The Art & Science of Battling Breast Cancer

This artist uses her talents to spark dialogues among breast cancer patients and doctors with the goal of lowering the incidence of breast cancer

For Ireal Traisansri, a budding Thai designer, life was full of possibilities and excitement at the age of 27. She was about to head to the United Kingdom to complete her degree in Fine Arts when life came to a grinding halt. After noticing an unusual lump in her breast, Ireal went for a mammogram and was diagnosed with Stage 2 breast cancer. It came as a complete shock, especially considering that according to the American Cancer Society, the most common age at which Asian women are diagnosed with breast cancer is between 66 to 79.[1]

Stunned that this could happen to her at such a young age particularly when she was generally healthy and active, Ireal cancelled her plans and stayed in Thailand to seek treatment. At the time, Ireal’s cancer was fueled by hormones and she was able to treat it through surgery, radiotherapy and medication. In 2017 however, Ireal found out that she had Stage 4 breast cancer, which had metastasized to her lungs. To increase her chances of successful treatment, Ireal made the decision to remove her breast and her ovaries.

“Thailand currently does not have a mammogram screening program and operates on a voluntary screening basis,” says Dr. Rajan Kalidindi, GE Healthcare’s Thailand Country Manager and ASEAN General Manager for Ultrasound.

GE Healthcare actively champions partnerships between local clinicians, healthcare providers, breast cancer societies, patients like Ireal to drive awareness. Earlier in August, GE Healthcare supported the Southeast Asia Breast Cancer Symposium (SEABCS), which was held in Thailand. SEABCS is a unique patient and doctor event that seeks to empower patients to interact with breast doctors so as to drive better access to breast care catered to the needs of Southeast patients.

“Currently, screening services are concentrated in urban cities like Bangkok so education and raising awareness around self-examination and how to treat breast cancer are important messages for communities, especially in rural Thailand, ” added Dr. Kalidindi.


Sparking conversations around breast cancer prevention in Thailand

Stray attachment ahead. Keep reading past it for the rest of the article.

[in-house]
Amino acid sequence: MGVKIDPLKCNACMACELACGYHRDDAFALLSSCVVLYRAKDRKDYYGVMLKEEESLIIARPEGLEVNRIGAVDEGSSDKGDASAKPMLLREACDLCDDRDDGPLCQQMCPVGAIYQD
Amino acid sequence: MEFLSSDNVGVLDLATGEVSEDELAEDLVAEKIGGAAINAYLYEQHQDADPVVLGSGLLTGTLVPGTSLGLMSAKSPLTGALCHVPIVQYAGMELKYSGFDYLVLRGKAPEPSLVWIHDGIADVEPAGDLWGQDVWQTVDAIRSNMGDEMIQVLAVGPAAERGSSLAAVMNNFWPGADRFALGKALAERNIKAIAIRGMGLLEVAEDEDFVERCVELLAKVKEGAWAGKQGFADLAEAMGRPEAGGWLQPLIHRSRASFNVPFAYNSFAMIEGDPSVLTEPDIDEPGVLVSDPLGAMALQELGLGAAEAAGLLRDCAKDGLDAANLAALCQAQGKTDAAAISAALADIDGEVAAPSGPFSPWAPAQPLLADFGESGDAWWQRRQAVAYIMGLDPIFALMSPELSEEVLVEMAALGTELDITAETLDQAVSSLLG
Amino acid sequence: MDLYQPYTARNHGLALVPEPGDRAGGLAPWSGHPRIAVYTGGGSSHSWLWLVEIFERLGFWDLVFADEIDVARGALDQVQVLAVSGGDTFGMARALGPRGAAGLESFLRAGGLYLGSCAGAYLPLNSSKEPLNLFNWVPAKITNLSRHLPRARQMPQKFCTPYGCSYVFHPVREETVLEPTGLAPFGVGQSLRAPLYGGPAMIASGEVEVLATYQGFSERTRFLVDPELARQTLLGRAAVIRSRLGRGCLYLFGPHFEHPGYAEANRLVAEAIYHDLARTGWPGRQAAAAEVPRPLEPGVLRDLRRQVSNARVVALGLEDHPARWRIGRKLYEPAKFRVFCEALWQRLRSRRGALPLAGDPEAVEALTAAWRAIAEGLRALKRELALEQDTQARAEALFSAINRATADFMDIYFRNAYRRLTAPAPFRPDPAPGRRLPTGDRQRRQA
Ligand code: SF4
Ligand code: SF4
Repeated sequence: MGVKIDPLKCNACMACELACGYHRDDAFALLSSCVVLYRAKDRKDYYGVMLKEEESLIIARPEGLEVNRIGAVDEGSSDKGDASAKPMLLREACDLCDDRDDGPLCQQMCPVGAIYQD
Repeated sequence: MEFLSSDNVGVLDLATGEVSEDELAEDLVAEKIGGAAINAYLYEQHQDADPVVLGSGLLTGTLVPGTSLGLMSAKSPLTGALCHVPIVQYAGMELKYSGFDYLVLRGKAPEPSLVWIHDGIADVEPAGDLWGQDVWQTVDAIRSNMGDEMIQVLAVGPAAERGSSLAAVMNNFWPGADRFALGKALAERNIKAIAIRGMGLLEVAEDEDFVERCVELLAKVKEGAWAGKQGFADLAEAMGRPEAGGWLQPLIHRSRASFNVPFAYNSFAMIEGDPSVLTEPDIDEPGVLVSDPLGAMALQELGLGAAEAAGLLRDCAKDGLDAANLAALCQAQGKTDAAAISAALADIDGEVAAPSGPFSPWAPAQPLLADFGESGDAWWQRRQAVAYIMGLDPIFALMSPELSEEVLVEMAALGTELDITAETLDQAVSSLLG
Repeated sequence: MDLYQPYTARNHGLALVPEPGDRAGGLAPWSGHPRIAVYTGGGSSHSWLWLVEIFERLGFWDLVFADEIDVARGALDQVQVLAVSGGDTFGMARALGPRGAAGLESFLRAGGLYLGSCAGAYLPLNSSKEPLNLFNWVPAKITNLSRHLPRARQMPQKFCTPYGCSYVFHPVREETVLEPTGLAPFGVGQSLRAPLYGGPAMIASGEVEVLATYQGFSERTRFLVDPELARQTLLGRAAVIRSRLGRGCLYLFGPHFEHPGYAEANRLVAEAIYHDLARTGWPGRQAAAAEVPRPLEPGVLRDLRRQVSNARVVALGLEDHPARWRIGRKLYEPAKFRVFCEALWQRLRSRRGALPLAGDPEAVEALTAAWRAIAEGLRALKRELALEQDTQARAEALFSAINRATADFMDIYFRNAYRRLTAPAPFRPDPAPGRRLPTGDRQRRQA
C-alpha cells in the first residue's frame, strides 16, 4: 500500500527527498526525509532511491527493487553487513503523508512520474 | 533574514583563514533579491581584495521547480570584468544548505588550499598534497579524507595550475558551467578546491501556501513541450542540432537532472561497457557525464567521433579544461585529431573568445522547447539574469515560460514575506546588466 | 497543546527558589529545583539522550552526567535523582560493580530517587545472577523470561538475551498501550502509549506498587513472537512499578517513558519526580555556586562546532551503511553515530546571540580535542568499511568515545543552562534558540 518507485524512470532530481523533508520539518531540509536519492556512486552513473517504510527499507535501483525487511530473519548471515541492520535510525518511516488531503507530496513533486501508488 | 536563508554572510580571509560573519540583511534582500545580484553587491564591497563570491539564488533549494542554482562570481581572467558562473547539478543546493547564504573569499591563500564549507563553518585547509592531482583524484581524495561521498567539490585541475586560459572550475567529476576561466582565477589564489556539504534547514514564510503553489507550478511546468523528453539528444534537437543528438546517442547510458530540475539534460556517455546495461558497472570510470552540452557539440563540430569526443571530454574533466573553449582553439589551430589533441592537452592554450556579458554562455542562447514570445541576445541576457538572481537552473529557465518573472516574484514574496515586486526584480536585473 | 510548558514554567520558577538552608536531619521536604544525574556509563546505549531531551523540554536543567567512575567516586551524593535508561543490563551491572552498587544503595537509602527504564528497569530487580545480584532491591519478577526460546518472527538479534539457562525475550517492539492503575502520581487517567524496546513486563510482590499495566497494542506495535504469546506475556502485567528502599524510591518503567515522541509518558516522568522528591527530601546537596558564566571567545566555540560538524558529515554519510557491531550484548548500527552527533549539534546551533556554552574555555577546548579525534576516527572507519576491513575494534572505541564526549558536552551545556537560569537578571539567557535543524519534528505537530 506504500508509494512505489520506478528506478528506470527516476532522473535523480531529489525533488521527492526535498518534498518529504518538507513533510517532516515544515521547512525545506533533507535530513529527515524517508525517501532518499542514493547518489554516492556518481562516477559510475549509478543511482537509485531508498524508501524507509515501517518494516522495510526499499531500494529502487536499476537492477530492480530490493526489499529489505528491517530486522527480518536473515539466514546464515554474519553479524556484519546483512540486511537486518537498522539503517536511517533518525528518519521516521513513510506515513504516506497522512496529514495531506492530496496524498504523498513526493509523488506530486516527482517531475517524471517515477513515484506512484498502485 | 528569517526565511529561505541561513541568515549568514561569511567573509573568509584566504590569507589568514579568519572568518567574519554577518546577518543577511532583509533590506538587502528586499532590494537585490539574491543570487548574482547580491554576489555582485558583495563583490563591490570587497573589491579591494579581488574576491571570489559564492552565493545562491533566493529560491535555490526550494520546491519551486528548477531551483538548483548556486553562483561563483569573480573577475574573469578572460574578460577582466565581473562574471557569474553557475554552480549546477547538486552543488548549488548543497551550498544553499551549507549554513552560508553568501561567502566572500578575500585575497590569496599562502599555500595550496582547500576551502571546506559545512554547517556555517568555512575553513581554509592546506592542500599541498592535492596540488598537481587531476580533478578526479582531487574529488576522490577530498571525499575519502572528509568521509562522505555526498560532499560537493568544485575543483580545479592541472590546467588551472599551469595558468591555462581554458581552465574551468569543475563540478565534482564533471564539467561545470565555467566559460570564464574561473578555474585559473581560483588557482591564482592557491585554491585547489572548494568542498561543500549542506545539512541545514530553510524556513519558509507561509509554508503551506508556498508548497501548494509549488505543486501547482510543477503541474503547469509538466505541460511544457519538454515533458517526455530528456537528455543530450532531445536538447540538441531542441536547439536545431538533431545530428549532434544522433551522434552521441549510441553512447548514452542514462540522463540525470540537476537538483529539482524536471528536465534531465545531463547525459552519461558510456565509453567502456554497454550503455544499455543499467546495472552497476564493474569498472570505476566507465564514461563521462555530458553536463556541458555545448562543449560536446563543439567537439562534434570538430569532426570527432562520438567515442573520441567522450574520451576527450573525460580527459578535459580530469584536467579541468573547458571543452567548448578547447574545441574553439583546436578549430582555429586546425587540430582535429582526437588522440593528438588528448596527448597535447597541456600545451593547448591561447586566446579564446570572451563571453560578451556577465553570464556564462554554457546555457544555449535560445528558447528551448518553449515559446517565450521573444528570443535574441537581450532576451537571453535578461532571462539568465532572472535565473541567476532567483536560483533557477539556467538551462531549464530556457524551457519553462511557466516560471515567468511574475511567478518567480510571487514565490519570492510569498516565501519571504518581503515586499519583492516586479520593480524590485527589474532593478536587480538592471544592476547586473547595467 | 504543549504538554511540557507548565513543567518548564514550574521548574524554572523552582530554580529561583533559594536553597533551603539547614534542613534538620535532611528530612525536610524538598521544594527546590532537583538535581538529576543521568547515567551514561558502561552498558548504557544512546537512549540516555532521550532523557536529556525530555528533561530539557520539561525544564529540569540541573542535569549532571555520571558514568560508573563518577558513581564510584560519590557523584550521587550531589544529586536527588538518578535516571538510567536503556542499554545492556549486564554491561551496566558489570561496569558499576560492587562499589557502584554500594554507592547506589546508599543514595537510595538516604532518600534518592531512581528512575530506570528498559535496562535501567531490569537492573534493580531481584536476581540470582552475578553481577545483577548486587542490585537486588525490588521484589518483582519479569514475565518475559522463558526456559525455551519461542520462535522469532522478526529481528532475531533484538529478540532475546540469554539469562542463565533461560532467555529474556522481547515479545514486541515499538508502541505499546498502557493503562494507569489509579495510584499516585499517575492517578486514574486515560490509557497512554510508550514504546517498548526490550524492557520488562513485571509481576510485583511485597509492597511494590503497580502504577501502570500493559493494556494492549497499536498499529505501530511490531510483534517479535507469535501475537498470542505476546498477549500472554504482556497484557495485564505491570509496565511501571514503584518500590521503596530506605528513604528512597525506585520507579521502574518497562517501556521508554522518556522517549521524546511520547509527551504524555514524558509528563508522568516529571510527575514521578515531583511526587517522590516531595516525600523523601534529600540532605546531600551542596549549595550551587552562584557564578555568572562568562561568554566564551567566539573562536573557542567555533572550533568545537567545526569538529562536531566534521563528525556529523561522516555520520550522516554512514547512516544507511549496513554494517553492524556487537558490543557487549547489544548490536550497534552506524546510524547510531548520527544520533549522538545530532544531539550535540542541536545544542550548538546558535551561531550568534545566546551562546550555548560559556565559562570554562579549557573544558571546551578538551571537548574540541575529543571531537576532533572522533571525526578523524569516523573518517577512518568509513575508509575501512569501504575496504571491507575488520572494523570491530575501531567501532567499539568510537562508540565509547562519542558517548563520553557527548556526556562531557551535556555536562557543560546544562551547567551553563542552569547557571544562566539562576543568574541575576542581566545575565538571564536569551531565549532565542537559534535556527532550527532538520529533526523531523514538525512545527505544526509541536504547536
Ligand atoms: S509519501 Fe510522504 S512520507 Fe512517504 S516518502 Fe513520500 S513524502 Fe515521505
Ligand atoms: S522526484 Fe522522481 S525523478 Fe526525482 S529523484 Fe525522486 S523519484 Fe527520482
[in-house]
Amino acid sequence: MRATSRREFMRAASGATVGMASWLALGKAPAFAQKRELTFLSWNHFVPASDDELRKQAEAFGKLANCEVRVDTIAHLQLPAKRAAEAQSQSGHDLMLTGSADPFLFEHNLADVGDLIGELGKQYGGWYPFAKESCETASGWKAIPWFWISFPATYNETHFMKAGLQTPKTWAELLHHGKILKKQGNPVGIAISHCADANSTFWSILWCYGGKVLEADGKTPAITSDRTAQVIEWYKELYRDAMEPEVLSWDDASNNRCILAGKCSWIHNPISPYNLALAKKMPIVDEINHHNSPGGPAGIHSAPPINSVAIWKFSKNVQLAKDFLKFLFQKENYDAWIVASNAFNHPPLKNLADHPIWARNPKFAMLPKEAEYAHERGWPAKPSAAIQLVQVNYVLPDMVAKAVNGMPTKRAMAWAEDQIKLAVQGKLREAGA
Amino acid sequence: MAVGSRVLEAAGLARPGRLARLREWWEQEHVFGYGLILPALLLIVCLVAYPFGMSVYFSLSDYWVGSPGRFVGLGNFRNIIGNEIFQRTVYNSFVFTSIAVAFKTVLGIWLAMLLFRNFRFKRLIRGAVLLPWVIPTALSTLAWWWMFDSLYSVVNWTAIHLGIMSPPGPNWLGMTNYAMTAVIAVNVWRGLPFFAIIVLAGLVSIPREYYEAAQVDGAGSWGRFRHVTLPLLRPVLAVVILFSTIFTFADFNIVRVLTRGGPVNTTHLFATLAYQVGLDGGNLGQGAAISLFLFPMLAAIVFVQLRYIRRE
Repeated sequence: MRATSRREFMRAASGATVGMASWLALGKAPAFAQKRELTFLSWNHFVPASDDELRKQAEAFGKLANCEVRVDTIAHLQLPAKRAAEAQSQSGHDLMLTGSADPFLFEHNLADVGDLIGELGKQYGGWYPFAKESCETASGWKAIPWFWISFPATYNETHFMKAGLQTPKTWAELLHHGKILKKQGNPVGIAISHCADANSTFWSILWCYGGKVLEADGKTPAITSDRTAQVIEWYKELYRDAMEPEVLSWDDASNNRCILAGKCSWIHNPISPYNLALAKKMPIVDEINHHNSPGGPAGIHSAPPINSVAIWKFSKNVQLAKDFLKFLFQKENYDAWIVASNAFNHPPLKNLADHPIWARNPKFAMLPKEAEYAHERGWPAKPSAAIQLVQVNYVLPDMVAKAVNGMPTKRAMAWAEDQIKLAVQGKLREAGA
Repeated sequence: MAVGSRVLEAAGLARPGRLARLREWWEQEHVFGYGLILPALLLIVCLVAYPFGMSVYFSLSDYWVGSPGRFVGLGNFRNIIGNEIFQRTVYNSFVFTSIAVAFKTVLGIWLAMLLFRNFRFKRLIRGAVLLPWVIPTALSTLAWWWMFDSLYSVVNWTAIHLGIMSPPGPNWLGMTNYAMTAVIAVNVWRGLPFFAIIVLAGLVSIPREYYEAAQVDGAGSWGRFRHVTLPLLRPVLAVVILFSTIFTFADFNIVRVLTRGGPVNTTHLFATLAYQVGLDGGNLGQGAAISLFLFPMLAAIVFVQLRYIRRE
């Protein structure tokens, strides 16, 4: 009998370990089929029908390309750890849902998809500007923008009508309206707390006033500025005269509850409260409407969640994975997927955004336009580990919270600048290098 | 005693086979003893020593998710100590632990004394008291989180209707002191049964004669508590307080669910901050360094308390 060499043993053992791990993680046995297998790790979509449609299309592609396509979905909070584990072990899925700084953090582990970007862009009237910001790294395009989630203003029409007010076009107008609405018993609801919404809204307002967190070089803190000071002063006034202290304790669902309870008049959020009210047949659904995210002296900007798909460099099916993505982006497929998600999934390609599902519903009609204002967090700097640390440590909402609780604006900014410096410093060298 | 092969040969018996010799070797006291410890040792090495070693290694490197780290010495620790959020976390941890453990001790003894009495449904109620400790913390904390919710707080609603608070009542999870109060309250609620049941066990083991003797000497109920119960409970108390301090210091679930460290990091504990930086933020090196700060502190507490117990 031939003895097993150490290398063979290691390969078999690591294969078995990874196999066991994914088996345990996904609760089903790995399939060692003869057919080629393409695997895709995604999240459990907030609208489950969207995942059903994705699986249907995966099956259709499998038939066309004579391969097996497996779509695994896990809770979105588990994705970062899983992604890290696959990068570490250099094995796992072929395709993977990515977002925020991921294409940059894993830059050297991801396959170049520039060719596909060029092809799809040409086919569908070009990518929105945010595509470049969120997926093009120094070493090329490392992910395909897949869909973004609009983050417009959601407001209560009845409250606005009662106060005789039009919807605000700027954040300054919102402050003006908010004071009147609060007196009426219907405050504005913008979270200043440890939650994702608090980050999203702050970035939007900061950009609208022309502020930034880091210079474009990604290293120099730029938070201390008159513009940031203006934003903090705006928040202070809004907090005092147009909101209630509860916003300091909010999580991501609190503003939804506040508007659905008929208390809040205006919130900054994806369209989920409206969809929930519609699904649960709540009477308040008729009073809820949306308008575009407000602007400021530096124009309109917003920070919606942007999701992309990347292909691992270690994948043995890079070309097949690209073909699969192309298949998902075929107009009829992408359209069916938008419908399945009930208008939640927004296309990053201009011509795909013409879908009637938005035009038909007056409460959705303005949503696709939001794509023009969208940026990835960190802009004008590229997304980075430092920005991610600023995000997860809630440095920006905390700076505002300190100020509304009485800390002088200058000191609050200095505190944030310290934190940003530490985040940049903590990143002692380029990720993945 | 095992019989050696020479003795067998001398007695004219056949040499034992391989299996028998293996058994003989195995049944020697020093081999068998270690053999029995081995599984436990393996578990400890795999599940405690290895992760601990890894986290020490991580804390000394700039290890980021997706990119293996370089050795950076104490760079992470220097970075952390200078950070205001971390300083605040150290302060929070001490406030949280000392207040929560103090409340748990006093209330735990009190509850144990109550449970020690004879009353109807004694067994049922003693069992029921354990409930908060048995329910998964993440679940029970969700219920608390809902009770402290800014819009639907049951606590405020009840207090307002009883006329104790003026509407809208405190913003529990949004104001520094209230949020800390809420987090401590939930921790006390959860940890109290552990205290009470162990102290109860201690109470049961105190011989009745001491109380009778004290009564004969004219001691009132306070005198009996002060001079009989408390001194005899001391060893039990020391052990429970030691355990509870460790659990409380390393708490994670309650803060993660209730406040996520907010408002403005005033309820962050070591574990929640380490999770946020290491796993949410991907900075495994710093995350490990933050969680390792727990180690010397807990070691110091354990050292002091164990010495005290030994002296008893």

While treatable, Stage 4 cancer cannot be cured and Ireal continues to take medication to cope with her cancer today. Despite the devastating news that came unexpectedly at various points of her life, Ireal has channeled her energy into starting Art of Cancer in 2012, a social enterprise that aims to raise awareness and build a community for cancer survivors and supporters in Thailand. In addition to running Art of Cancer, Ireal is now a regular speaker at numerous medical and patient events. She considers technology to be one of the key things that helped prolong her life.

“If technologies like mammography or breast ultrasound were not available to me, I would never have known what was happening to my body. Breast cancer did not come with any symptoms and even when the cancer spread to my lungs, I did not feel any different. Technology helped me understand the stage at which my illness was, and what treatment methods I could use to combat it,” says Ireal.

For example, breast density is a prevalent risk factor for breast cancer which research has suggested is more common in Asian women[2]. Breast density is a measurement of the amount fatty tissue versus the amount of fibrous tissue in the breast. The more connective tissue there is, the denser the breast tissue is and the whiter it will look on a mammogram. Both cancer and dense tissue show up white on a mammogram, so looking for tumors in women with dense breasts can result in false negatives and the cancer may be missed by radiologists. In such cases, a supplementary screening using breast ultrasound is highly recommended to complement self-examinations and mammography.



[2] RW Jakes, a SW Duffy,b FC Ng,c F Gaoa,d and EH Nge, Mammographic parenchymal patterns and risk of breast cancer at and after a prevalence screen in Singaporean women, International Journal of Epidemiology, 2000; 29:11-19